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Welcome to Riverswind notes

I hope you will join in my adventures here in Humboldt County and elsewhere as I explore nature & people.

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Friday, April 9, 2010

Kalahari,Botswana part 2

On our last night at Deception Valley Lodge (Deception comes from the mirage affect seen when looking at the dry surface of a pan from a distance giving the appearance of water until one approaches more closely) we went on a walk with two San Bushman. We watched them demonstrate survival methods used by their ancestors and talk in their native language dressed in their traditional clothing of animal skins and plant fiber. Archaeologists believe that the San people lived in the Kalahari over 50,000 years ago making them the oldest race on earth. We were taken back in time as we watched them dig deep in the Kalahari sand to reach the root of the Bie plant. They chipped away small pieces from the root then squeezed water out of it. They demonstrated how an Ostrich egg was used for food and water storage. After the egg is scrambled in the shell by using a stick through a half inch hole the contents are poured onto hot sand where it cooks. The egg is filled with water and plugged with a plant (Kalahari Currant) which acts as a preservative. The egg is buried a foot deep in damp sand and marked so that they can find it at a later date. The bushman used poison on their arrows which is obtained from the pupae of a “Flea” beetle. It requires 8 pupae per arrow head and “can remain active for 50 years”. The Aardvark hole is often used by African Porcupines and Warthogs which the Bushman hunt for food. The Bushman stand outside the hole with sticks probing inside and making noise to irritate its occupant. When the Porcupine is irritated enough it comes out of the hole while the Bushman wait to spear it. We watched mesmerized in the evening stillness while the sun slowly disappeared below the horizon as the Bushman demonstrated how they started a fire by friction of stick to sand and stick using straight pieces of Corkwood and dry grass. After the fire was going they danced to an ancient rhythm and hand made musical instruments.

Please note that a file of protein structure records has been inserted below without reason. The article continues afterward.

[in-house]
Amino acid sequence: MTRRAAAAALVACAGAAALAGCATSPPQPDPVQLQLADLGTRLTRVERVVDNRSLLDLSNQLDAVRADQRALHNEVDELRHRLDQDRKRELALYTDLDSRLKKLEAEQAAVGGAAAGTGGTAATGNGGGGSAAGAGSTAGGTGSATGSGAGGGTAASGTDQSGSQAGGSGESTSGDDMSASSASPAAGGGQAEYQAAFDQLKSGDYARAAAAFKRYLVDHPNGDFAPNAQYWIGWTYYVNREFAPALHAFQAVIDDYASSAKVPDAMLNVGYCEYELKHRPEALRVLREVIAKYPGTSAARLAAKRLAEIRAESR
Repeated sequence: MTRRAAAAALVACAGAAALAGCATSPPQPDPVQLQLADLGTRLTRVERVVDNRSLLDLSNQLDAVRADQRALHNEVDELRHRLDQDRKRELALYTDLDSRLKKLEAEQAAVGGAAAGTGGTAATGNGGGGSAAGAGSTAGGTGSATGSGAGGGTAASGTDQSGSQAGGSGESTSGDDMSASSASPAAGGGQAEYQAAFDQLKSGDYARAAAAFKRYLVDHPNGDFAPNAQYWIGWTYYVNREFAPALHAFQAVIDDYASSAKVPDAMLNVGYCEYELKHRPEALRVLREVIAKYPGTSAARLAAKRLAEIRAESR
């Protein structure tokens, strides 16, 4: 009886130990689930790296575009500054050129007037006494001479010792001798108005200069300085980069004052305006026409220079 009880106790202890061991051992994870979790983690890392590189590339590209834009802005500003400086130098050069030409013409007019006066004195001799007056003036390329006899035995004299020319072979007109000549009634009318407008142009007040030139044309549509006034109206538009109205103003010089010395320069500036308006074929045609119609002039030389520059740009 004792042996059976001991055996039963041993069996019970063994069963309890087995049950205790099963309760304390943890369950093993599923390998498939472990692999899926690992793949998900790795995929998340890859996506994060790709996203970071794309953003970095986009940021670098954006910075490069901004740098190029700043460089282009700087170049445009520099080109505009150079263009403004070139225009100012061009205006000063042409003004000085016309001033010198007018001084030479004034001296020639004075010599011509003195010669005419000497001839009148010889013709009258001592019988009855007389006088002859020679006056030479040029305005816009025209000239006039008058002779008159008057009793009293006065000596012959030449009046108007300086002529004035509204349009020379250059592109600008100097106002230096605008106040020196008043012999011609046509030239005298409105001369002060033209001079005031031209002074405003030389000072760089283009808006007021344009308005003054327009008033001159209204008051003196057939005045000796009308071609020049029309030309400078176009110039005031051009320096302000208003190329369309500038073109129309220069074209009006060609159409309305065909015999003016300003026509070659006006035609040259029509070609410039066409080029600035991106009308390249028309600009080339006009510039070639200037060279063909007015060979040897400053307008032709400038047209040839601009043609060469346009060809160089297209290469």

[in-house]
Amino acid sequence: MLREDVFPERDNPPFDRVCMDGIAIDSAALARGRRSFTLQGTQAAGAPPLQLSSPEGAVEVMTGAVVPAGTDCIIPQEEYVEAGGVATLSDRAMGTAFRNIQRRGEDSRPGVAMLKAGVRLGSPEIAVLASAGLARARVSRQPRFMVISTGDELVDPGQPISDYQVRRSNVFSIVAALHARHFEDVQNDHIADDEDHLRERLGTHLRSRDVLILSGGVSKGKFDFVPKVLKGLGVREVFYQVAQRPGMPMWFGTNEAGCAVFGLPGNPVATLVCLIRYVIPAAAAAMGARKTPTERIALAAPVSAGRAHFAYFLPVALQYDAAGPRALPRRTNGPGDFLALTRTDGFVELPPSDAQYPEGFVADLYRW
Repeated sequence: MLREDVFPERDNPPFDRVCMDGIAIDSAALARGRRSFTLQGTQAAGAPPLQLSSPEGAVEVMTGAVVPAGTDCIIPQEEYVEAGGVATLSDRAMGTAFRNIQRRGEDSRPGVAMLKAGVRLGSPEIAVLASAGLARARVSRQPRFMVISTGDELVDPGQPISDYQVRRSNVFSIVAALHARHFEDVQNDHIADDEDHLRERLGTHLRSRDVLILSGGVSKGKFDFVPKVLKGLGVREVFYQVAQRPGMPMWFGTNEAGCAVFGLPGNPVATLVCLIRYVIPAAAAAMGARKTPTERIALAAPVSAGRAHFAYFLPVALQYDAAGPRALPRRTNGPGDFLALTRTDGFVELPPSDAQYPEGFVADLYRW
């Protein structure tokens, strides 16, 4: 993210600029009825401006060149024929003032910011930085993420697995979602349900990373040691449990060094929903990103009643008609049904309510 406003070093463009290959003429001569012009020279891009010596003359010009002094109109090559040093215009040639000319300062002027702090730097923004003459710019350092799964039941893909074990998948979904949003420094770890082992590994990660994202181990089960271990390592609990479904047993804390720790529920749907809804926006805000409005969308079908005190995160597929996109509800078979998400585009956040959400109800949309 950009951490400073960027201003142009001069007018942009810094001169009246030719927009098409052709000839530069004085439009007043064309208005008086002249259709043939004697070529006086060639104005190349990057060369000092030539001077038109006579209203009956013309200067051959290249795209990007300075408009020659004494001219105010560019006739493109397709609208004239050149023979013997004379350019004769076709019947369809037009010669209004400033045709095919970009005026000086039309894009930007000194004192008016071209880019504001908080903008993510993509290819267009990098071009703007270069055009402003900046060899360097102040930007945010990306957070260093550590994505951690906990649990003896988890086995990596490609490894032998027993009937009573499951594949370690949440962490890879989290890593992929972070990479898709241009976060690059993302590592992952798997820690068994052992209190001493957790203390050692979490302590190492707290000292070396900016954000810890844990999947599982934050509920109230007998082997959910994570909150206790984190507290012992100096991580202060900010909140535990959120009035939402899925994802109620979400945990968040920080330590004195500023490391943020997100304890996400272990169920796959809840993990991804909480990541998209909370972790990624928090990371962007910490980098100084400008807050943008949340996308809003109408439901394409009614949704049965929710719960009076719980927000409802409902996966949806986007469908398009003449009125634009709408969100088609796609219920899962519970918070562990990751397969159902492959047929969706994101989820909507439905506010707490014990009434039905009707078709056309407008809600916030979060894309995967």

Today only about 3000 out of a population of 95,000 San continue to follow a totally traditional lifestyle of gathering and hunting.
Land that the San used to hunt is being increasingly lost to cattle grazing by farmers. Wildlife that the San depend on are changing their migration patterns due to the fences constructed to protect cattle.
The issue of fences is very contentious between the cattle farmers and environmentalists and San people.

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